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In Search of Godly Virtue: Negative Polarity

March 5, 2014

I’ll admit everything that has gone on in my life the last few months has kept me busy enough that I haven’t been able to post at times. There’s also my perceptions of what is blog-worthy and what isn’t, which honestly enough is colored by what I’m about to write about. But there’s another thing that’s kept me from posting, as well.

In thinking on what this blog is about, it always comes back to one thing, something that probably keeps me from a good about page, since it’s so simply expressed:

Godly Virtue.

That idea, most noticeably voiced through the Scripture quoted in the by-line, along with the name of the blog, is something that’s urged me in my walk with Christ and my ministry efforts up to this time. It seems for some reason that I have a certain uneasiness and sometimes even an anger when I witness such things in my own life and around me. Then I pray and God grants me wisdom regarding why the uneasiness and anger exists.

I’ll admit, too, that I had a big scathing post in mind with the title “In Search of Godly Virtue” hitting most of the blogs that I read for one reason or another. Something not Christian from a “Christian blog”. Posts that are feminist-leaning from supposedly anti-feminist manosphere blogs. Posts that are both anti and pro an issue. The general avocation of Game that gets more and more grating on me from a Christian standpoint. I know from the Spirit and my prior sin that saying too much the times I get angry really isn’t productive for a number of reasons, most notably it can tend to temptation to words that are counterproductive. As it is written, “Be ye angry, and sin not: let not the sun go down upon your wrath:” (Ephesians 4:26).

Of course, the big danger is bitterness, and more over a lack of love, which leads to a lack of recognition of mercy and grace. As it is written:

Though I speak with the tongues of men and of angels, and have not charity, I am become as sounding brass, or a tinkling cymbal. And though I have the gift of prophecy, and understand all mysteries, and all knowledge; and though I have all faith, so that I could remove mountains, and have not charity, I am nothing. And though I bestow all my goods to feed the poor, and though I give my body to be burned, and have not charity, it profiteth me nothing. Charity suffereth long, and is kind; charity envieth not; charity vaunteth not itself, is not puffed up, Doth not behave itself unseemly, seeketh not her own, is not easily provoked, thinketh no evil; Rejoiceth not in iniquity, but rejoiceth in the truth; Beareth all things, believeth all things, hopeth all things, endureth all things. Charity never faileth: but whether there be prophecies, they shall fail; whether there be tongues, they shall cease; whether there be knowledge, it shall vanish away. (1 Corinthians 13:1-8)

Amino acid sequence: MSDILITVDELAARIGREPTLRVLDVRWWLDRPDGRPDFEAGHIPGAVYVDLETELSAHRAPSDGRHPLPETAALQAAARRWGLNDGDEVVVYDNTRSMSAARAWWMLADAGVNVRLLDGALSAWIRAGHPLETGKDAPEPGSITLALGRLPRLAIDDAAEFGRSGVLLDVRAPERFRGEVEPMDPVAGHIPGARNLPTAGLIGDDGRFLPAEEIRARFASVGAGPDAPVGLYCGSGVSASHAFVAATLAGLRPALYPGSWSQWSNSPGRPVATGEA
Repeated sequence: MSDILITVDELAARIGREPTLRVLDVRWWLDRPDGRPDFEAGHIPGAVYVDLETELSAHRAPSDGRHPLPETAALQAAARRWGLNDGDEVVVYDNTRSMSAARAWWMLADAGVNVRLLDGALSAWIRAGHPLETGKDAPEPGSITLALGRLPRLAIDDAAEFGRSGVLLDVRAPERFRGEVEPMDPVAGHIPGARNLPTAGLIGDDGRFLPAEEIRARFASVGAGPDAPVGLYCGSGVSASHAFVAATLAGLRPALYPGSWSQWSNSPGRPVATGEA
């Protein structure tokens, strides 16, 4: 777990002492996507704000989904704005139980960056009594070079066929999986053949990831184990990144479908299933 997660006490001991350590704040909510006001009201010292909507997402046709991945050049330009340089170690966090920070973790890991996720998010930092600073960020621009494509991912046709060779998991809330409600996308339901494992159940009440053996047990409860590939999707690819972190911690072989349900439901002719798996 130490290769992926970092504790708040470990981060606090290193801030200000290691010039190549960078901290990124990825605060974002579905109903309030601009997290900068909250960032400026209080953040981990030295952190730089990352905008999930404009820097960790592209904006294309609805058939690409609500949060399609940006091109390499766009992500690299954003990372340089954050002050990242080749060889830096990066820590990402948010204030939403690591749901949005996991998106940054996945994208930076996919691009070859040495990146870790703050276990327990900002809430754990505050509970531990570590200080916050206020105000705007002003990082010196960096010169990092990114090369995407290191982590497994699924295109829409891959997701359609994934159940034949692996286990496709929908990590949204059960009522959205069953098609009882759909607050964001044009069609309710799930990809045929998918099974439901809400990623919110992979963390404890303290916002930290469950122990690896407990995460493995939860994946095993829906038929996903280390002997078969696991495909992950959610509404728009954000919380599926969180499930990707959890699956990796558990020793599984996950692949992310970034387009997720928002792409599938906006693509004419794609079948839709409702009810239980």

I find it interesting that the KJV uses the word “charity” there as a translation for the Greek word “agape”, as it perhaps encompasses the matter much better than simply using the word “love” as most modern translations do. Language is lost on the word as we confine it to terms of physical giving today, but if we dig into the definitions, we can find that charity and bitterness are opposites (we can also use the words “kindness” and “animosity” there). Quoting Webster’s Dictionary of 1828:

Charity (n): Candor; liberality in judging of men and their actions; a disposition which inclines men to think and judge favorably, and to put the best construction on words and actions which the case will admit. The highest exercise of charity, is charity towards the uncharitable.

bitterness (n): . In a figurative sense, extreme enmity, grudge, hatred; or rather an excessive degree or implacableness of passions and emotions; as the bitterness of anger. Eph 4.

People can have this tendency to be positive and see the good in people, or see the negative and evil in people. I observe continually in my writing about Churchianity that people can swing so far to looking for good in themselves that they cease to see the evil out there that the Lord very much wants us to repent of in life and stand against. This almost always occurs in the person of the Personal Jesus. Be mindful of 1 Corinthians 13:6 – “[Charity] Rejoiceth not in iniquity, but rejoiceth in the truth;” Love without God’s truth is no love at all – this is missed by many who run to this Scripture.

However, I find in myself a certain pessimism that seems to pervade everything, seeing the bad in all things and all people to the point that the good is very hard to see. I’m very hard on myself, to the point that it can be hard for me to see good in me or good in the things I’ve done, to the point that I’ve offended people who have tried to compliment me. It tends to lead to a certain drive for perfection, where I’ve probably passed on writing many things that would be received well. Of course, I know I probably beat myself up for things that are acceptable and good.

One thing I’ve witnessed over the last two weeks in person in my Bible studies is the same thing I’ve witnessed in myself in this blog and in myself, which lead me to rebuke it with some anger (albeit quite correctly, given the peace in my conscience and the Spirit giving me all of this). It seems I can observe as well that like seems to attract like in these regard, and in that sense I’ll probably have to seriously pray about the company I keep, for it is written “Be not deceived: evil communications corrupt good manners.”. It seems people are whatever way they are for the people growing up around them or how their circumstances shape them in the absence of willful resistance. That willful resistance seems necessary, as it is written:

Finally, brethren, whatsoever things are true, whatsoever things are honest, whatsoever things are just, whatsoever things are pure, whatsoever things are lovely, whatsoever things are of good report; if there be any virtue, and if there be any praise, think on these things. (Philippians 4:8)